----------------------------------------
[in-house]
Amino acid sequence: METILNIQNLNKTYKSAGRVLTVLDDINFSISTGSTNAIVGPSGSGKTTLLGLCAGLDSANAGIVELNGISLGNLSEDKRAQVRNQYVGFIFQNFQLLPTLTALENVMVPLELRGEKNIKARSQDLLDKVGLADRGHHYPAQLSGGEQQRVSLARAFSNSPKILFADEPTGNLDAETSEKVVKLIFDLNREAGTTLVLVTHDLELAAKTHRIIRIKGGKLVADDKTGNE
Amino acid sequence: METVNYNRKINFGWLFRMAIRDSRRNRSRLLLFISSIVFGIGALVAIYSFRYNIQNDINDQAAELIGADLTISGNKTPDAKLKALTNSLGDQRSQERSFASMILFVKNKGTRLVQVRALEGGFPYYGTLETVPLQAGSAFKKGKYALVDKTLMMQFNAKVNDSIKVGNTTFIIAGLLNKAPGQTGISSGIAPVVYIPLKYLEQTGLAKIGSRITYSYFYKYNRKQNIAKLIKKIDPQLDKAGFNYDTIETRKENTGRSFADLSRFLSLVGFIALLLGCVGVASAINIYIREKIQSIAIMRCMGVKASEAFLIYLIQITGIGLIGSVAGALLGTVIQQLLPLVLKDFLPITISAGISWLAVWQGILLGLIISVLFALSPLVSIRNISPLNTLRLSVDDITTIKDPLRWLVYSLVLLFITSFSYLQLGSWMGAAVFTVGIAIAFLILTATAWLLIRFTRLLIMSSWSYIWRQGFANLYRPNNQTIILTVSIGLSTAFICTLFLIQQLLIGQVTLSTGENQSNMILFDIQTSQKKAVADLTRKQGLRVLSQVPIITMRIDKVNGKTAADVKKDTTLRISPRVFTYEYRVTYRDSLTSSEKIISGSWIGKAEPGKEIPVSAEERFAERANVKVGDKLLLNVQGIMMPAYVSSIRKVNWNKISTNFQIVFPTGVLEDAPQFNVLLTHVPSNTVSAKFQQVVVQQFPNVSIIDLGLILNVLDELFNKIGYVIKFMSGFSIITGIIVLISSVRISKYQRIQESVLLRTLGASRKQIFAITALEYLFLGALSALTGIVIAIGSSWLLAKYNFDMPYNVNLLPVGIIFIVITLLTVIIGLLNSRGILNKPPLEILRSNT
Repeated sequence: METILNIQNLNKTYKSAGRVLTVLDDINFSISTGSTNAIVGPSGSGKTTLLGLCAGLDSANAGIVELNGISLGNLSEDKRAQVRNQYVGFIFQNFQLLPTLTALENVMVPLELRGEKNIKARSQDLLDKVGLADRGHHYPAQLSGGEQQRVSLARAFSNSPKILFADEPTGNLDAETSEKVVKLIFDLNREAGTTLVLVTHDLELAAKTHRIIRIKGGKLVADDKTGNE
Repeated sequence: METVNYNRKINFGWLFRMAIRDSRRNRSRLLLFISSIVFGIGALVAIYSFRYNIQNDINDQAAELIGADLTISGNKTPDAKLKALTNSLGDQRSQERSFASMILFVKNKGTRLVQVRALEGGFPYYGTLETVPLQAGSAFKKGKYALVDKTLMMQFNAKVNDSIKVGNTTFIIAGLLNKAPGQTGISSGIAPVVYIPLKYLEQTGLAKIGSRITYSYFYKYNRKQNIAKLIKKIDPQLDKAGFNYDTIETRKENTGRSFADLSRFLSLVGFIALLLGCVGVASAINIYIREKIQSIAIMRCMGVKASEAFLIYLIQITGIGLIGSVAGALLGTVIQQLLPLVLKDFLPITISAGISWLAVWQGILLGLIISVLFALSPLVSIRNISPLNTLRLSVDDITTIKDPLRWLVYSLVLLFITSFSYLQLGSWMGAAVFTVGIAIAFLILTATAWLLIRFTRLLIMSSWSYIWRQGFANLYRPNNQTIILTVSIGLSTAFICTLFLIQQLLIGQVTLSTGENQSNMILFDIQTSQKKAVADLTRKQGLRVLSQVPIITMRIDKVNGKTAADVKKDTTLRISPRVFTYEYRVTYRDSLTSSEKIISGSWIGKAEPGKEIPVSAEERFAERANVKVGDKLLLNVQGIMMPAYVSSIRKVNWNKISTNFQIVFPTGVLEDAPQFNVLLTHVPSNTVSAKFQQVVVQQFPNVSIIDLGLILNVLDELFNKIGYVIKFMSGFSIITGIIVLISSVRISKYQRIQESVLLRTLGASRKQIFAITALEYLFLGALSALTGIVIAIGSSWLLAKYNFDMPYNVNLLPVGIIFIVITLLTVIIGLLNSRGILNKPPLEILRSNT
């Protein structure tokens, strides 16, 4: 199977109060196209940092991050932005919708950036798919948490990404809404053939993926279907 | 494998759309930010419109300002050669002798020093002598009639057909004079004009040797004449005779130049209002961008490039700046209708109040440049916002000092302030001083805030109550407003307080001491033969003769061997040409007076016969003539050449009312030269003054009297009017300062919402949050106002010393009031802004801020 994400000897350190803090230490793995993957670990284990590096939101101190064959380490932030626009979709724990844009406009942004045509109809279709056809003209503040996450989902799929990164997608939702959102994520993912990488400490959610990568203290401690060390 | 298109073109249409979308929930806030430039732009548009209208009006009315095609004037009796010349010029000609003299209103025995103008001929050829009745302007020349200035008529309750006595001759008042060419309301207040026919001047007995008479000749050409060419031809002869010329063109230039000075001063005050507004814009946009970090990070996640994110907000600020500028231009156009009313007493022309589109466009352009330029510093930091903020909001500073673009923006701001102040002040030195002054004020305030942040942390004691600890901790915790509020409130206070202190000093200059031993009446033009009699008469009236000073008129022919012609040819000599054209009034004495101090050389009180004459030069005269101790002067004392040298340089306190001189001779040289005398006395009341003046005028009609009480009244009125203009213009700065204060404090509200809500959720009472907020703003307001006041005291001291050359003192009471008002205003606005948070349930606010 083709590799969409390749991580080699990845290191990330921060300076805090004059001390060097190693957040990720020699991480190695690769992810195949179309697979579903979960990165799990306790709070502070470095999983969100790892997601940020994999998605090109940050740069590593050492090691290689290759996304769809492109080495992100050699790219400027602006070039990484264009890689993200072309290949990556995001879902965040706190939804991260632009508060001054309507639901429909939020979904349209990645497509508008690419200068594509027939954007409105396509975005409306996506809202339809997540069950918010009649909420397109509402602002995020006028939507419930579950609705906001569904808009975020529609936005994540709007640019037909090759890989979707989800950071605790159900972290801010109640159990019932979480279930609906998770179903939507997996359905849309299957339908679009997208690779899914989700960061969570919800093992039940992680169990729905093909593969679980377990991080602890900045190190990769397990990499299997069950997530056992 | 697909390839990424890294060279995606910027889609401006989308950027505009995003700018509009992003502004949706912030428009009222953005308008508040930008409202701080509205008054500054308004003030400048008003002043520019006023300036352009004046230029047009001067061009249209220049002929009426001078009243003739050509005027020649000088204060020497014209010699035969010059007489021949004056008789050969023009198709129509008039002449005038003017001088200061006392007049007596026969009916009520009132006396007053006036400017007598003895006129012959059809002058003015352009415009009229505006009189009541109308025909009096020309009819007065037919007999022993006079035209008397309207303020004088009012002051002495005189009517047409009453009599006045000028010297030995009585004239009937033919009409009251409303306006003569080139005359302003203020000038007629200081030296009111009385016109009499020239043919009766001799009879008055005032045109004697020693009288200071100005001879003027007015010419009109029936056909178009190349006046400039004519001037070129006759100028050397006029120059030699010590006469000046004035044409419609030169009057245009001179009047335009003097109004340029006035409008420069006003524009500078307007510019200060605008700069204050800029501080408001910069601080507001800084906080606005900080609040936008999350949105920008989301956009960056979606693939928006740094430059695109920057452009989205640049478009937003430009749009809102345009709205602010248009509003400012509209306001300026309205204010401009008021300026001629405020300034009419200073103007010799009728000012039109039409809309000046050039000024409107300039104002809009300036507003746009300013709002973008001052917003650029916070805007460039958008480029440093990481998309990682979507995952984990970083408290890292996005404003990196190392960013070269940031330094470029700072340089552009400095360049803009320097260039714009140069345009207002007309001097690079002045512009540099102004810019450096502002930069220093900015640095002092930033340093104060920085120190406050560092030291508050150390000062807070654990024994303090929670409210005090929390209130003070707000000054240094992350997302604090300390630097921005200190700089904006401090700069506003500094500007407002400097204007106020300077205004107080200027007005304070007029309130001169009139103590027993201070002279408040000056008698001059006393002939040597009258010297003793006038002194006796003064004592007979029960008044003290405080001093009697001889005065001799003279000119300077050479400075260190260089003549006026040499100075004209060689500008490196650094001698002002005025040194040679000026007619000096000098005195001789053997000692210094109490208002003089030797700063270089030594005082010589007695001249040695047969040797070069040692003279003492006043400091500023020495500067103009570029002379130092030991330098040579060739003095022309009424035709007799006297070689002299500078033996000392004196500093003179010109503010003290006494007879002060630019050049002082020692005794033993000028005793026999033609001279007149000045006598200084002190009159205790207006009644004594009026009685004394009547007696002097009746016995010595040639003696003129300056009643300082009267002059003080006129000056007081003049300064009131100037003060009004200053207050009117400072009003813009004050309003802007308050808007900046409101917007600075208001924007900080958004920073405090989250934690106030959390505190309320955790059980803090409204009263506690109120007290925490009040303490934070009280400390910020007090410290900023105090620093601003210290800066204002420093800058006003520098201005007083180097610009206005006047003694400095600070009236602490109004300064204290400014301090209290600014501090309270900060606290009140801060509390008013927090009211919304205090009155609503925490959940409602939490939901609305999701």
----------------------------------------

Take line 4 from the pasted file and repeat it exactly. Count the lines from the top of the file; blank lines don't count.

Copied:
Repeated sequence: METILNIQNLNKTYKSAGRVLTVLDDINFSISTGSTNAIVGPSGSGKTTLLGLCAGLDSANAGIVELNGISLGNLSEDKRAQVRNQYVGFIFQNFQLLPTLTALENVMVPLELRGEKNIKARSQDLLDKVGLADRGHHYPAQLSGGEQQRVSLARAFSNSPKILFADEPTGNLDAETSEKVVKLIFDLNREAGTTLVLVTHDLELAAKTHRIIRIKGGKLVADDKTGNE